Bivens, Cardon put out first TV ads in US Senate race

2012-03-14T00:00:00Z 2012-03-14T11:01:12Z Bivens, Cardon put out first TV ads in US Senate raceBrady McCombs Arizona Daily Star Arizona Daily Star
March 14, 2012 12:00 am  • 

Two Senate candidates are unveiling TV ads this week - the first two of what promises to be many in Arizona's first truly open Senate race in 18 years.

Democrat Don Bivens struck first with a 30-second spot that portrays Republican Jeff Flake as being part of the GOP's "War on Women." The ad features the clip of conservative talk-show host Rush Limbaugh calling Georgetown University law student Sandra Fluke a "slut." Limbaugh later apologized.

Republican Wil Cardon's 30-second ad doesn't attack anybody, but rather promotes himself as a conservative political outsider who will create jobs.

In its original version, however, the spot cost the Cardon campaign a bit of discomfort Tuesday morning, when it was pointed out the early Internet version misspelled Tucson, with the "s" before the "c." It was corrected before the TV version aired.

Cardon's ad is scheduled to run on cable stations statewide for one week starting today, said Cardon's spokeswoman, Katie Martin. The ad buy was for $230,000, she said.

Bivens' ad will air on cable statewide for about two weeks, said Bivens spokesman Mark Bergman, who wouldn't divulge the cost.

Bivens, a Phoenix attorney and former chairman of the state Democratic Party, is facing off against former U.S. Surgeon General Richard Carmona of Tucson in the Democratic primary.

Cardon, a Mesa businessman, is challenging Flake in the Republican primary. Flake has served six terms in the U.S. House of Representatives, from 2000-2012.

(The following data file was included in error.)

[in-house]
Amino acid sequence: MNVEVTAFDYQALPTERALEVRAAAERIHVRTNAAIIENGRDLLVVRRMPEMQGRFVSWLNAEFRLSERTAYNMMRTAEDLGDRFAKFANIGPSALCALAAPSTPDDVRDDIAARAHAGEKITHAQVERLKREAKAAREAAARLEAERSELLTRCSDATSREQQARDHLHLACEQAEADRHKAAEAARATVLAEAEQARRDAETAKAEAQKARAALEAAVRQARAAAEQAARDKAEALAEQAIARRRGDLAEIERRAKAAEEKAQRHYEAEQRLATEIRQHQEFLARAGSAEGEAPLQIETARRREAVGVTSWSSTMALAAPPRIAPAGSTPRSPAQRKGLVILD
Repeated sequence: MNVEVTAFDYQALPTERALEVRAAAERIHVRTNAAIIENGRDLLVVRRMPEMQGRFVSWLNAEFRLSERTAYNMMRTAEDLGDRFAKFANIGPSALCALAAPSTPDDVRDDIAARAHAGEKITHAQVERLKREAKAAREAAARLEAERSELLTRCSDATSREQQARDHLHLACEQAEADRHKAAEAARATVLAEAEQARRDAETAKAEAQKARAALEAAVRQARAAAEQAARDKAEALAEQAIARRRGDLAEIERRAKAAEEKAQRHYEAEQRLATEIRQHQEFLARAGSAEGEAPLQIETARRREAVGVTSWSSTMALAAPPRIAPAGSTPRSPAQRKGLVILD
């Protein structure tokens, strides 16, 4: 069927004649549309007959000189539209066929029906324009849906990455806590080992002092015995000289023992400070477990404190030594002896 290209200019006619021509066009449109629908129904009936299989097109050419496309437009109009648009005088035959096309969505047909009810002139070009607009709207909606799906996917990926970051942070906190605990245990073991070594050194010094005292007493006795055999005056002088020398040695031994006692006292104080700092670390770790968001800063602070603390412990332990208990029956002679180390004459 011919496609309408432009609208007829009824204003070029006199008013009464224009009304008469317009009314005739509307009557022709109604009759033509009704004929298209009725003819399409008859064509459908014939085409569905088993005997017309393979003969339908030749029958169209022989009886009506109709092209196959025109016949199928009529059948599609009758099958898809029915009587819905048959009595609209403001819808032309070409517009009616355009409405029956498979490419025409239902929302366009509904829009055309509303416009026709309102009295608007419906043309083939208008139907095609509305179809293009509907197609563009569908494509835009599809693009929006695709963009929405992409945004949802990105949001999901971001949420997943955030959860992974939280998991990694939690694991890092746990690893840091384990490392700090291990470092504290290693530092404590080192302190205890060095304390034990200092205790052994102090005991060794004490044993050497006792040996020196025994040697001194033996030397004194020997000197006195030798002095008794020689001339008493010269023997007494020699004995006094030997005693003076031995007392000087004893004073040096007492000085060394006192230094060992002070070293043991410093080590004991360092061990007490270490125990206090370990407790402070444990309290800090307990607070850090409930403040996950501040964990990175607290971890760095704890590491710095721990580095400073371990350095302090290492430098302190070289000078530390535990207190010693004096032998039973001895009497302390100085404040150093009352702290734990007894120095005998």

The primary is Aug. 28, and the general election is Nov. 6. The winner will become Arizona's first new senator in 18 years, and the 11th in the state's 100-year history.

Bivens' ad

Bivens' ad says Flake opposes a woman's right to choose and access to insurance for birth control.

"He even voted against the breast-cancer patient protection act," the narrator says. "Jeff Flake took a side. Now it's your turn."

Speaking to the Tucson Greater Democrats Monday, Bivens said he is 100 percent pro-choice and reminded the audience he was on the board of directors of Planned Parenthood in Arizona. He held that position from the mid-1980s to the early 1990s, Bergman said.

"We are going to be punching Jeff Flake in the nose for his complete opposite ends of the spectrum on this stuff," Bivens said.

Bivens said if Democrats don't stand up to the "war on women" waged by Flake and other Republicans, "we are going to find our national agenda dominated by these extreme ... positions. What I think we need to have our national agenda dominated by is caring about the middle class and working families."

Flake's spokesman declined to comment on the ad. On Flake's Twitter account, he posted this on Tuesday afternoon: "Thanks @Bivens2012, I'm always proud to have my conservative, pro-life record acknowledged."

Cardon's ad

A link for Cardon's new TV ad was sent out Tuesday morning by the campaign. In that version, a scrapbook appears on the screen as Cardon talks about growing up in a family business and hard work being the bedrock. In one picture, it says, "Tuscon, 1959," with the name of Arizona's second-largest city spelled incorrectly.

The ad was pulled from the Internet for about 90 minutes before a new version was posted with the correct spelling of Tucson.

In the ad, the narrator touts Cardon as a businessman who had created hundreds of jobs for 20 years. He also calls Cardon a family man committed to "our values." Cardon is a fifth-generation Arizonan.

"We need an Arizona senator focused on you and your problems," Cardon says in the ad. "That's the Arizona senator I will be."

Cardon says in the ad that he will cut spending, create Arizona jobs and repeal recent health-care reform, which he calls "Obamacare."

Contact reporter Brady McCombs at 573-4213 or bmccombs@azstarnet.com

Copyright 2014 Arizona Daily Star. All rights reserved. This material may not be published, broadcast, rewritten or redistributed.

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